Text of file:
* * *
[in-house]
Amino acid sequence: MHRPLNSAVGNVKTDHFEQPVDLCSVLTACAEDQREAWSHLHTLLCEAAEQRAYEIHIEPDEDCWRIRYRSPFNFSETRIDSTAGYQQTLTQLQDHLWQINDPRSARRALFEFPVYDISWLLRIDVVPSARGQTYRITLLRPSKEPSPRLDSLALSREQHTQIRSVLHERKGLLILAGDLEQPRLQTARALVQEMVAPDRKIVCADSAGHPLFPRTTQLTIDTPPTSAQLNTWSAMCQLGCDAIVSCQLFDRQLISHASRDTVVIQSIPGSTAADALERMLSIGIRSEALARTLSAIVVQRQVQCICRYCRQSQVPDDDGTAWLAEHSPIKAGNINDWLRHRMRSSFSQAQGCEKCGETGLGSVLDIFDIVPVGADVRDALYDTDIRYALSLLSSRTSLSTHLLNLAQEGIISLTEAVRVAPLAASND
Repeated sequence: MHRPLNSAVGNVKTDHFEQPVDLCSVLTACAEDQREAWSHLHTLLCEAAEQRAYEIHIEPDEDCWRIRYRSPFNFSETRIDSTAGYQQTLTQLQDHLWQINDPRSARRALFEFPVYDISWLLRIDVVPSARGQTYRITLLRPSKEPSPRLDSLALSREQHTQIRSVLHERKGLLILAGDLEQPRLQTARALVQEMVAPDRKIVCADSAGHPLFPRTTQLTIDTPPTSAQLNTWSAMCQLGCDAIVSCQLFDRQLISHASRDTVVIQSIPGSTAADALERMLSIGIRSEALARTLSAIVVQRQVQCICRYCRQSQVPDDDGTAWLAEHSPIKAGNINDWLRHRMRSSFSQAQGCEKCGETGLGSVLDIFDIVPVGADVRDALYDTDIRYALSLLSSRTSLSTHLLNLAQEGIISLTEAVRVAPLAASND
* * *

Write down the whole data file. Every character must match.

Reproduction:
[in-house]
Amino acid sequence: MHRPLNSAVGNVKTDHFEQPVDLCSVLTACAEDQREAWSHLHTLLCEAAEQRAYEIHIEPDEDCWRIRYRSPFNFSETRIDSTAGYQQTLTQLQDHLWQINDPRSARRALFEFPVYDISWLLRIDVVPSARGQTYRITLLRPSKEPSPRLDSLALSREQHTQIRSVLHERKGLLILAGDLEQPRLQTARALVQEMVAPDRKIVCADSAGHPLFPRTTQLTIDTPPTSAQLNTWSAMCQLGCDAIVSCQLFDRQLISHASRDTVVIQSIPGSTAADALERMLSIGIRSEALARTLSAIVVQRQVQCICRYCRQSQVPDDDGTAWLAEHSPIKAGNINDWLRHRMRSSFSQAQGCEKCGETGLGSVLDIFDIVPVGADVRDALYDTDIRYALSLLSSRTSLSTHLLNLAQEGIISLTEAVRVAPLAASND
Repeated sequence: MHRPLNSAVGNVKTDHFEQPVDLCSVLTACAEDQREAWSHLHTLLCEAAEQRAYEIHIEPDEDCWRIRYRSPFNFSETRIDSTAGYQQTLTQLQDHLWQINDPRSARRALFEFPVYDISWLLRIDVVPSARGQTYRITLLRPSKEPSPRLDSLALSREQHTQIRSVLHERKGLLILAGDLEQPRLQTARALVQEMVAPDRKIVCADSAGHPLFPRTTQLTIDTPPTSAQLNTWSAMCQLGCDAIVSCQLFDRQLISHASRDTVVIQSIPGSTAADALERMLSIGIRSEALARTLSAIVVQRQVQCICRYCRQSQVPDDDGTAWLAEHSPIKAGNINDWLRHRMRSSFSQAQGCEKCGETGLGSVLDIFDIVPVGADVRDALYDTDIRYALSLLSSRTSLSTHLLNLAQEGIISLTEAVRVAPLAASND